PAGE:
An exploration of the practical issues of using grammars to recognise structured pieces of text. Plus, an introduction to dealing with the parts of computer languages that grammars are not suited for, such as identifiers. Finally, a look at which facilities are necessary in computer languages.
Peter Aczel gives 11 weekly lectures about the "Power" part of the course-unit:
An examination of the underlying theory of grammars, including their limitations. The theory of automata, and the equivalence of grammars and automata, gives us practical methods for implementing recognisers for grammars e.g. to write a compiler. Finally, a look at the generality of computers and computations, and their fundamental limits.
We also offer a joint revision lecture, if students submit suitable questions. This may be the in the last scheduled lecture, or in January just before the exam.
Answers to the "Implementation" exercises are in the Undergraduate Resource Centre (and can also be found via the list of handouts). I am very happy to discuss them with you during labs or examples classes, or after lectures, or via email.
|Lab exercises||extra information & hints|
|debugging flex, byacc and make|
|Exercise 1:||condensed man page for egrep and regular expressions used with flex and hints|
strings and comments
characters [local] and pre-processing [local] and syntax [local]
|Exercise 3:||yacc manual and use of %left etc. and examples|
|Exercise 4:||Infix and Postfix notations, man pages for bc and dc|
|Exercise 5:||grammar and strings and comments|
|Extra information about the labs|
|You are expected to run the labprint command before getting each exercise marked.|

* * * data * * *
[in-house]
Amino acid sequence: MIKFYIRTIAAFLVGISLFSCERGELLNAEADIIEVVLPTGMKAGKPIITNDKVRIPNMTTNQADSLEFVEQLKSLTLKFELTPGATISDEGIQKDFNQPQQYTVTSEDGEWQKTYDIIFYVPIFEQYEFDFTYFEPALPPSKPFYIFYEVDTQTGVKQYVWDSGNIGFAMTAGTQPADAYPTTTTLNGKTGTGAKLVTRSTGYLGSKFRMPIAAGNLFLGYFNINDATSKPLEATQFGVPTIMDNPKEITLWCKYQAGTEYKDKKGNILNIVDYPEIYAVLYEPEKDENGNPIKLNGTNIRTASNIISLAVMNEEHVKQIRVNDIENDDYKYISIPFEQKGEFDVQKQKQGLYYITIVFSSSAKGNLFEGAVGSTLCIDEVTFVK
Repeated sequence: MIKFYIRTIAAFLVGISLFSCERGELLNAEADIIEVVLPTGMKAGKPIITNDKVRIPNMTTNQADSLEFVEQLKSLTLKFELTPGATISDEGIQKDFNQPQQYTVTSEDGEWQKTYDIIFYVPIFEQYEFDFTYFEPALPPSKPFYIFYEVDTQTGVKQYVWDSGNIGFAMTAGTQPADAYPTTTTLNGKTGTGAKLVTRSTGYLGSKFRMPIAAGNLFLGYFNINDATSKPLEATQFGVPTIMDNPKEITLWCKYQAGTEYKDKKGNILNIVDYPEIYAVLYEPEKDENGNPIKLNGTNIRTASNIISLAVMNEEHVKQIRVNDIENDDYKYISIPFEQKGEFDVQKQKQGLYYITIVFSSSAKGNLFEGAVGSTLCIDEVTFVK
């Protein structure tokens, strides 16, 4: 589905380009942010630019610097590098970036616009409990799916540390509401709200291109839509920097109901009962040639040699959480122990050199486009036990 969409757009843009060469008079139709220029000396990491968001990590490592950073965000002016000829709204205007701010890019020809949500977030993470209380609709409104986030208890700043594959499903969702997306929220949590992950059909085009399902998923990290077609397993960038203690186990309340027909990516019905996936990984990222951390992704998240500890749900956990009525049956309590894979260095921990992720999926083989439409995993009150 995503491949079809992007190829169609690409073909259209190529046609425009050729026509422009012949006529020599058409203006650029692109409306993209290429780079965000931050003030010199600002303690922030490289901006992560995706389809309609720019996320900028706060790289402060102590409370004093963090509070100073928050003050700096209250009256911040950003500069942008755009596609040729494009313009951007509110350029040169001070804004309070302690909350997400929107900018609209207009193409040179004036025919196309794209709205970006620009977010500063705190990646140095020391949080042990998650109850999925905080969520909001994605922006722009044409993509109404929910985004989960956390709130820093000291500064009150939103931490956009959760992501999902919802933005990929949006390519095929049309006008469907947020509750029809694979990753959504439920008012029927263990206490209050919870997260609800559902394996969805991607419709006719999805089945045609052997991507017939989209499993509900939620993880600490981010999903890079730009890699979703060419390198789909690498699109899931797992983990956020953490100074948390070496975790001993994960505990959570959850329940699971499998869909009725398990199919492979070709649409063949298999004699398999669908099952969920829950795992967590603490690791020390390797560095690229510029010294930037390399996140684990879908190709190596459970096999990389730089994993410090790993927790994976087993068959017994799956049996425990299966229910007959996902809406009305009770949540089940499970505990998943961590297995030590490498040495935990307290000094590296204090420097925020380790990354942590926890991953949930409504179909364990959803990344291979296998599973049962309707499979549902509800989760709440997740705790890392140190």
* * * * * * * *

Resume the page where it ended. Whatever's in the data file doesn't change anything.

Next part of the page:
Exercise 1: if you get an error message like:
you need a new version of the "makefile" i.e.
(The problem is that the file /tmp/t already exists but is owned by someone else, so you can't overwrite it. I should have done a better job of inventing a filename - sorry.)
|If the labmail program complains that it can't find "labmail_me", then run the command "make labmail"|
If your program crashes at run-time, making a "core" file,
and you want to find out what line it went wrong at etc.,
on Linux do:
gdb program_name core where quit(This relies on using the
You can find copies of the exam from January 2002 here and here is my attempt at some answers to Q1 and Q2.
Just like January 2002,
this year's exam is in two sections (each containing two questions),
corresponding to the two parts of the course-unit - please answer the two
sections in separate answer-books.
You should answer 3 questions out of the 4, and each is worth 20 marks.
My two questions will be:
You might find the following, from CS2111/CS2112, useful:
Note: the resit (August/September) exam will have a similar format to the main (January) exam.
You are welcome to make educational, not-for-profit use of my work, but please give me credit when you do so.